Rohm, H., & Montgomery, D. (2011). Link Sustainability to Corporate Strategy Using the Balanced Scorecard. Cary, North Carolina, USA: Balanced Scorecard Institute.
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THE MBA OATH

As a business leader I recognize my role in society.

•  My purpose is to lead people and manage resources to create value that no single individual can create alone.

•  My decisions affect the well-being of individuals inside and outside my enterprise, today and tomorrow.

Therefore, I promise that:

•  I will manage my enterprise with loyalty and care, and will not advance my personal interests at the expense of my enterprise or society.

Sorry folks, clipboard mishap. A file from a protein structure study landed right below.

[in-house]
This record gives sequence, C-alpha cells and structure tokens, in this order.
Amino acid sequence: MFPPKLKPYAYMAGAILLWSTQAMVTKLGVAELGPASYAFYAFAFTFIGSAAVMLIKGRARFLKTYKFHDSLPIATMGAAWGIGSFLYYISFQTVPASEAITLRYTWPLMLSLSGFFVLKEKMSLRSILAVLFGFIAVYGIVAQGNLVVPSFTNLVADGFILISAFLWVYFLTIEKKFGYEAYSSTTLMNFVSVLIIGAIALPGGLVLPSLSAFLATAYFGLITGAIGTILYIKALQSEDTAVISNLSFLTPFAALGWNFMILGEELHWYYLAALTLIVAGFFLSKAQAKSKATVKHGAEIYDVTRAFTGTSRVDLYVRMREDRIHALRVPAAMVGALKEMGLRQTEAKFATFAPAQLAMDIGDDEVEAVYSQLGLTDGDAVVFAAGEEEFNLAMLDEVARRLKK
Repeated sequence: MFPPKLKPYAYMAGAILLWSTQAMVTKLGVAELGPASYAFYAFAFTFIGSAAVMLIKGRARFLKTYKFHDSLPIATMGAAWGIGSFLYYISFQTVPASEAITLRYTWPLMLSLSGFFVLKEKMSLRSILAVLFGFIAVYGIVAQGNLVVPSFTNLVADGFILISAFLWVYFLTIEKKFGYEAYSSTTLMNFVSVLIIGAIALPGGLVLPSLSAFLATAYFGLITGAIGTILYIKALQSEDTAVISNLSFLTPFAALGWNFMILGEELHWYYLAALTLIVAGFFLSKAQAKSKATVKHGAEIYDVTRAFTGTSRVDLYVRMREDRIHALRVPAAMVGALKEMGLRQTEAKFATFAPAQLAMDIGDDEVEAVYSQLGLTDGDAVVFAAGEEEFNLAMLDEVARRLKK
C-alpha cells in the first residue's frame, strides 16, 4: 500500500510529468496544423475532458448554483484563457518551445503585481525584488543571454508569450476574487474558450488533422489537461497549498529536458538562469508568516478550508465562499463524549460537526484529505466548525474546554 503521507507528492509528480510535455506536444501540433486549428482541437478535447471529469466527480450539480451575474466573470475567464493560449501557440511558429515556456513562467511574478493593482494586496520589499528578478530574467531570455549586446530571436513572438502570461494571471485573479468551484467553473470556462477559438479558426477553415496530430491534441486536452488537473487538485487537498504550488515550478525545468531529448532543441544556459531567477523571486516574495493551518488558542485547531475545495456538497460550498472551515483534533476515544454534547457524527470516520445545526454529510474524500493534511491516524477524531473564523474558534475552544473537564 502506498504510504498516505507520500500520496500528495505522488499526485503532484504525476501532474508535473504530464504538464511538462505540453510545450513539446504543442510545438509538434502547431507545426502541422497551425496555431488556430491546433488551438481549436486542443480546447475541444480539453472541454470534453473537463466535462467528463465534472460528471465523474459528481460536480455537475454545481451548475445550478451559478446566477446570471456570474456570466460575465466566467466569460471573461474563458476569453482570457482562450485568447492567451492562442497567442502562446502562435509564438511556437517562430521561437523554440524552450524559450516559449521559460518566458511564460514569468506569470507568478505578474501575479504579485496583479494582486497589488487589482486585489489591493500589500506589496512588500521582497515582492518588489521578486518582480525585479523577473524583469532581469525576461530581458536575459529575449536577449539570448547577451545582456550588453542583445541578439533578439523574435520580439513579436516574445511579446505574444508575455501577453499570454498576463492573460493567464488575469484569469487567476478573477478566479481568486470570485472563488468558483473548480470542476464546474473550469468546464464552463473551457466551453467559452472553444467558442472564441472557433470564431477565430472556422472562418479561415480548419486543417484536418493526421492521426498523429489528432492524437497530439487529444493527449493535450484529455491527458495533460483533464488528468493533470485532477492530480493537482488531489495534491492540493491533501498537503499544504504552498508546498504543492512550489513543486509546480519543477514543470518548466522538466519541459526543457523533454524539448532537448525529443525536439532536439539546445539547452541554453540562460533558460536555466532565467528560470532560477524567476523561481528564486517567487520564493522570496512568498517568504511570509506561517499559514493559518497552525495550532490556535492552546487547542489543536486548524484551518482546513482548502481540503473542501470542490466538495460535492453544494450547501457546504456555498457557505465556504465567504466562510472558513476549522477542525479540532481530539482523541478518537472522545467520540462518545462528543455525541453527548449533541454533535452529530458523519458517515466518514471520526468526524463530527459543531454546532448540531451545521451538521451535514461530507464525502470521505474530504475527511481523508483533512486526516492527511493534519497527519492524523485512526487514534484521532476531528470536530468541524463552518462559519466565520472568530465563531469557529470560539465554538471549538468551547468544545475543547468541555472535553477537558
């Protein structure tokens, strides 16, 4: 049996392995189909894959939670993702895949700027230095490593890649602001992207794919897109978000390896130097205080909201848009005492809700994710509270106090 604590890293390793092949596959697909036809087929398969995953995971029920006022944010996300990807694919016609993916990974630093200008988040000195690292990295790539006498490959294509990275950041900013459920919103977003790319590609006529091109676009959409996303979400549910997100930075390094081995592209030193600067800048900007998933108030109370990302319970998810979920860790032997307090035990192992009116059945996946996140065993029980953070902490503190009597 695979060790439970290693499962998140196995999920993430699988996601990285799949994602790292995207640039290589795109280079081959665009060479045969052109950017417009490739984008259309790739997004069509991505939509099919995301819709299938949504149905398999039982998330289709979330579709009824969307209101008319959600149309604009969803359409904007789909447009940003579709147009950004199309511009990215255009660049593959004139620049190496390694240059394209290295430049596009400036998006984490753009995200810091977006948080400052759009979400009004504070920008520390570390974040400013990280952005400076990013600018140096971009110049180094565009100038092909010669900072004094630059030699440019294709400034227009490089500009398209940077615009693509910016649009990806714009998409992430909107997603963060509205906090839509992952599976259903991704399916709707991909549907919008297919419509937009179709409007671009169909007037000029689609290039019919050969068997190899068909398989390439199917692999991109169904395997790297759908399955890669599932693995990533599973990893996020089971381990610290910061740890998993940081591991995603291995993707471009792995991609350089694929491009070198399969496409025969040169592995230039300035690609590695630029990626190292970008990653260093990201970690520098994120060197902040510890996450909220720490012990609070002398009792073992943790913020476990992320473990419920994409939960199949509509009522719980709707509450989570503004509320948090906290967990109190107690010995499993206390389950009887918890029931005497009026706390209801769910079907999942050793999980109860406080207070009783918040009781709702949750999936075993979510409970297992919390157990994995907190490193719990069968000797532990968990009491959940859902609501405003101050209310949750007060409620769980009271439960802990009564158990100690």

•  I will understand and uphold, in letter and spirit, the laws and contracts governing my conduct and that of my enterprise.

•  I will refrain from corruption, unfair competition, or business practices harmful to society.

•  I will protect the human rights and dignity of all people affected by my enterprise, and I will oppose discrimination and exploitation.

•  I will protect the right of future generations to advance their standard of living and enjoy a healthy planet.

•  I will report the performance and risks of my enterprise accurately and honestly.

•  I will invest in developing myself and others, helping the management profession continue to advance and create sustainable and inclusive prosperity.

In exercising my professional duties according to these principles, I recognize that my behavior must set an example of integrity, eliciting trust and esteem from those I serve. I will remain accountable to my peers and to society for my actions and for upholding these standards.

This oath I make freely, and upon my honor.